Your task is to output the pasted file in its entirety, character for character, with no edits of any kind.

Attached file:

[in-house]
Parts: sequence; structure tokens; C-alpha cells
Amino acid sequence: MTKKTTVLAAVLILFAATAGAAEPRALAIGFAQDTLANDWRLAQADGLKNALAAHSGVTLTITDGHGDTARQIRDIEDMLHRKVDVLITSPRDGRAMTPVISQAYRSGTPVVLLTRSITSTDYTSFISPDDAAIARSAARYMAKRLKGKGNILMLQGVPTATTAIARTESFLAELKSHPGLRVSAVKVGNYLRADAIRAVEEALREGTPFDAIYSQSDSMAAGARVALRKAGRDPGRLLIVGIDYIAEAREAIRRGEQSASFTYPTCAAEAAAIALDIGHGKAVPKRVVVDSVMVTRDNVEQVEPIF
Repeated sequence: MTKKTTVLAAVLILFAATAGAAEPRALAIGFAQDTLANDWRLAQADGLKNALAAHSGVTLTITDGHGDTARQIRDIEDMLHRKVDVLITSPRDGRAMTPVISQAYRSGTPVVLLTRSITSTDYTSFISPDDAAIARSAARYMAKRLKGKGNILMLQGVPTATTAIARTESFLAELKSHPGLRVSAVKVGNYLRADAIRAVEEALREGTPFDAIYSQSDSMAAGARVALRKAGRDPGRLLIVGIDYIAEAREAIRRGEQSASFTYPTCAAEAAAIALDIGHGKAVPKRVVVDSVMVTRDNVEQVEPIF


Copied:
[in-house]
Parts: sequence; structure tokens; C-alpha cells
Amino acid sequence: MTKKTTVLAAVLILFAATAGAAEPRALAIGFAQDTLANDWRLAQADGLKNALAAHSGVTLTITDGHGDTARQIRDIEDMLHRKVDVLITSPRDGRAMTPVISQAYRSGTPVVLLTRSITSTDYTSFISPDDAAIARSAARYMAKRLKGKGNILMLQGVPTATTAIARTESFLAELKSHPGLRVSAVKVGNYLRADAIRAVEEALREGTPFDAIYSQSDSMAAGARVALRKAGRDPGRLLIVGIDYIAEAREAIRRGEQSASFTYPTCAAEAAAIALDIGHGKAVPKRVVVDSVMVTRDNVEQVEPIF
Repeated sequence: MTKKTTVLAAVLILFAATAGAAEPRALAIGFAQDTLANDWRLAQADGLKNALAAHSGVTLTITDGHGDTARQIRDIEDMLHRKVDVLITSPRDGRAMTPVISQAYRSGTPVVLLTRSITSTDYTSFISPDDAAIARSAARYMAKRLKGKGNILMLQGVPTATTAIARTESFLAELKSHPGLRVSAVKVGNYLRADAIRAVEEALREGTPFDAIYSQSDSMAAGARVALRKAGRDPGRLLIVGIDYIAEAREAIRRGEQSASFTYPTCAAEAAAIALDIGHGKAVPKRVVVDSVMVTRDNVEQVEPIF